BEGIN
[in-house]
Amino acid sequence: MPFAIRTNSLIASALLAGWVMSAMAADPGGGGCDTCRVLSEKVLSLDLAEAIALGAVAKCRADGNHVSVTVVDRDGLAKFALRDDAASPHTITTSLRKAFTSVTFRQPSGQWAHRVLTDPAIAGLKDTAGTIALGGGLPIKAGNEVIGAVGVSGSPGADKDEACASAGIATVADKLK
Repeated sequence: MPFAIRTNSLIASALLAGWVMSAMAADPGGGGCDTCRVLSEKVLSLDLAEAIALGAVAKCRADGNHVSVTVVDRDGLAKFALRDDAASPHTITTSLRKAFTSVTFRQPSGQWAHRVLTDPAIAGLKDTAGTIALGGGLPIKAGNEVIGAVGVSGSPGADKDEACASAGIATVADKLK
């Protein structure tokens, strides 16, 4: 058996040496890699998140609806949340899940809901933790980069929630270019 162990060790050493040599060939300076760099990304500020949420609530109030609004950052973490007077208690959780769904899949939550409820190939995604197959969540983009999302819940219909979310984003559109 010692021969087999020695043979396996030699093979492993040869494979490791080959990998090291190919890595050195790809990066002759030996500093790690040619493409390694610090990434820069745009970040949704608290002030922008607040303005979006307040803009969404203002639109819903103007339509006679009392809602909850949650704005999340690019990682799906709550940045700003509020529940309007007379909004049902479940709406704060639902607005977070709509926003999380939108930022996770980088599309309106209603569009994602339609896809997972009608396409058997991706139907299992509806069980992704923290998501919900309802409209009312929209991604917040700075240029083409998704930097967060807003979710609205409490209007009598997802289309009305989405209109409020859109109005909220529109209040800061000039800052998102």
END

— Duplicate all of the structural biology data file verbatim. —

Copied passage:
[in-house]
Amino acid sequence: MPFAIRTNSLIASALLAGWVMSAMAADPGGGGCDTCRVLSEKVLSLDLAEAIALGAVAKCRADGNHVSVTVVDRDGLAKFALRDDAASPHTITTSLRKAFTSVTFRQPSGQWAHRVLTDPAIAGLKDTAGTIALGGGLPIKAGNEVIGAVGVSGSPGADKDEACASAGIATVADKLK
Repeated sequence: MPFAIRTNSLIASALLAGWVMSAMAADPGGGGCDTCRVLSEKVLSLDLAEAIALGAVAKCRADGNHVSVTVVDRDGLAKFALRDDAASPHTITTSLRKAFTSVTFRQPSGQWAHRVLTDPAIAGLKDTAGTIALGGGLPIKAGNEVIGAVGVSGSPGADKDEACASAGIATVADKLK
């Protein structure tokens, strides 16, 4: 058996040496890699998140609806949340899940809901933790980069929630270019 162990060790050493040599060939300076760099990304500020949420609530109030609004950052973490007077208690959780769904899949939550409820190939995604197959969540983009999302819940219909979310984003559109 010692021969087999020695043979396996030699093979492993040869494979490791080959990998090291190919890595050195790809990066002759030996500093790690040619493409390694610090990434820069745009970040949704608290002030922008607040303005979006307040803009969404203002639109819903103007339509006679009392809602909850949650704005999340690019990682799906709550940045700003509020529940309007007379909004049902479940709406704060639902607005977070709509926003999380939108930022996770980088599309309106209603569009994602339609896809997972009608396409058997991706139907299992509806069980992704923290998501919900309802409209009312929209991604917040700075240029083409998704930097967060807003979710609205409490209007009598997802289309009305989405209109409020859109109005909220529109209040800061000039800052998102």